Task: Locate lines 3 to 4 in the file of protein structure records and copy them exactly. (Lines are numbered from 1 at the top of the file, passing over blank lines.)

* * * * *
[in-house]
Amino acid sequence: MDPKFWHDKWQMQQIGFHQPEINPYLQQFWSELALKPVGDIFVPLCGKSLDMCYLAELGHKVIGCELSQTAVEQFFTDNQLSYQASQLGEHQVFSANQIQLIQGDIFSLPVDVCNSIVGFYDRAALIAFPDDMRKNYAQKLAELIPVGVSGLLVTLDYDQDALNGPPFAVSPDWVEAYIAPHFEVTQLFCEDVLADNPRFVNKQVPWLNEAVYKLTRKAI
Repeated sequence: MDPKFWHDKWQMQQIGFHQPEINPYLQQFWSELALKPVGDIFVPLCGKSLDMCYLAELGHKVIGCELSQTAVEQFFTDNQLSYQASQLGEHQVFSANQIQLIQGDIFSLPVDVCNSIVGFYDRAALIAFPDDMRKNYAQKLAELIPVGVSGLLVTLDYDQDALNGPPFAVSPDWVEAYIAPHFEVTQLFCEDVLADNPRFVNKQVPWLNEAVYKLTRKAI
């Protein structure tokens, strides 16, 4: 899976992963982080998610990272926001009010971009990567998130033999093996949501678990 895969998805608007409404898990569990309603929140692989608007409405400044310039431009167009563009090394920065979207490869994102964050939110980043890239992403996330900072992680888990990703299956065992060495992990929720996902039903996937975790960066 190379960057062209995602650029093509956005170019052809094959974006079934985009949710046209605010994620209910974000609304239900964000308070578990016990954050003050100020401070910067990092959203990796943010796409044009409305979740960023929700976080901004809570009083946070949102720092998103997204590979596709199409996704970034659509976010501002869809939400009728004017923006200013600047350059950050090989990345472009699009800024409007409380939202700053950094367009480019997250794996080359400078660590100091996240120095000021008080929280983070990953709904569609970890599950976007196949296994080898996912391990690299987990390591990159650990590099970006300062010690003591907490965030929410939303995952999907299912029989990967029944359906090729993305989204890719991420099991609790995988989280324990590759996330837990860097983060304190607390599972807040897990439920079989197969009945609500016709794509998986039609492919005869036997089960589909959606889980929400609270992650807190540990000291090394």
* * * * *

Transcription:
Repeated sequence: MDPKFWHDKWQMQQIGFHQPEINPYLQQFWSELALKPVGDIFVPLCGKSLDMCYLAELGHKVIGCELSQTAVEQFFTDNQLSYQASQLGEHQVFSANQIQLIQGDIFSLPVDVCNSIVGFYDRAALIAFPDDMRKNYAQKLAELIPVGVSGLLVTLDYDQDALNGPPFAVSPDWVEAYIAPHFEVTQLFCEDVLADNPRFVNKQVPWLNEAVYKLTRKAI
């Protein structure tokens, strides 16, 4: 899976992963982080998610990272926001009010971009990567998130033999093996949501678990 895969998805608007409404898990569990309603929140692989608007409405400044310039431009167009563009090394920065979207490869994102964050939110980043890239992403996330900072992680888990990703299956065992060495992990929720996902039903996937975790960066 190379960057062209995602650029093509956005170019052809094959974006079934985009949710046209605010994620209910974000609304239900964000308070578990016990954050003050100020401070910067990092959203990796943010796409044009409305979740960023929700976080901004809570009083946070949102720092998103997204590979596709199409996704970034659509976010501002869809939400009728004017923006200013600047350059950050090989990345472009699009800024409007409380939202700053950094367009480019997250794996080359400078660590100091996240120095000021008080929280983070990953709904569609970890599950976007196949296994080898996912391990690299987990390591990159650990590099970006300062010690003591907490965030929410939303995952999907299912029989990967029944359906090729993305989204890719991420099991609790995988989280324990590759996330837990860097983060304190607390599972807040897990439920079989197969009945609500016709794509998986039609492919005869036997089960589909959606889980929400609270992650807190540990000291090394």